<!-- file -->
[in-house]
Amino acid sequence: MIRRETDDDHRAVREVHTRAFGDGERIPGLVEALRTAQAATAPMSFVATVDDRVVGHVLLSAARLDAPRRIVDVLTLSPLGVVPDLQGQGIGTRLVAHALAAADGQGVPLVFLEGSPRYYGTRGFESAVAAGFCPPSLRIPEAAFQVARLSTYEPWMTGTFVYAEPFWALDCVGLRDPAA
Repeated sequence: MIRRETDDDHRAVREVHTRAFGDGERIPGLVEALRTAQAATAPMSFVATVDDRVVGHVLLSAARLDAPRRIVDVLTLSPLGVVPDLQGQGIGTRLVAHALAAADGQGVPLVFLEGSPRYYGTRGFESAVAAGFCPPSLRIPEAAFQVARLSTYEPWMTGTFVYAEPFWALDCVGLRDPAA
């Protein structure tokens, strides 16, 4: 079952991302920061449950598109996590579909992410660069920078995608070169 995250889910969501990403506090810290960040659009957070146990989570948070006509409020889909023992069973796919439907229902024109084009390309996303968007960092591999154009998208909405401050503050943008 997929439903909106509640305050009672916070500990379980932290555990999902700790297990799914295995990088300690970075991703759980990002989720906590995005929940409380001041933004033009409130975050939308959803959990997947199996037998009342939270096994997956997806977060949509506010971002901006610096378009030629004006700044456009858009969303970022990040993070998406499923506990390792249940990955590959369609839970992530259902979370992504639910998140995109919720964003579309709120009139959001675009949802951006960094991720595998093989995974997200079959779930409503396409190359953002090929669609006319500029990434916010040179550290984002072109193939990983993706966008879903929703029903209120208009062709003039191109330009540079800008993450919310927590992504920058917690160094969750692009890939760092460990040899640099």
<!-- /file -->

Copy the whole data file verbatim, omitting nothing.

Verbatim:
[in-house]
Amino acid sequence: MIRRETDDDHRAVREVHTRAFGDGERIPGLVEALRTAQAATAPMSFVATVDDRVVGHVLLSAARLDAPRRIVDVLTLSPLGVVPDLQGQGIGTRLVAHALAAADGQGVPLVFLEGSPRYYGTRGFESAVAAGFCPPSLRIPEAAFQVARLSTYEPWMTGTFVYAEPFWALDCVGLRDPAA
Repeated sequence: MIRRETDDDHRAVREVHTRAFGDGERIPGLVEALRTAQAATAPMSFVATVDDRVVGHVLLSAARLDAPRRIVDVLTLSPLGVVPDLQGQGIGTRLVAHALAAADGQGVPLVFLEGSPRYYGTRGFESAVAAGFCPPSLRIPEAAFQVARLSTYEPWMTGTFVYAEPFWALDCVGLRDPAA
């Protein structure tokens, strides 16, 4: 079952991302920061449950598109996590579909992410660069920078995608070169 995250889910969501990403506090810290960040659009957070146990989570948070006509409020889909023992069973796919439907229902024109084009390309996303968007960092591999154009998208909405401050503050943008 997929439903909106509640305050009672916070500990379980932290555990999902700790297990799914295995990088300690970075991703759980990002989720906590995005929940409380001041933004033009409130975050939308959803959990997947199996037998009342939270096994997956997806977060949509506010971002901006610096378009030629004006700044456009858009969303970022990040993070998406499923506990390792249940990955590959369609839970992530259902979370992504639910998140995109919720964003579309709120009139959001675009949802951006960094991720595998093989995974997200079959779930409503396409190359953002090929669609006319500029990434916010040179550290984002072109193939990983993706966008879903929703029903209120208009062709003039191109330009540079800008993450919310927590992504920058917690160094969750692009890939760092460990040899640099």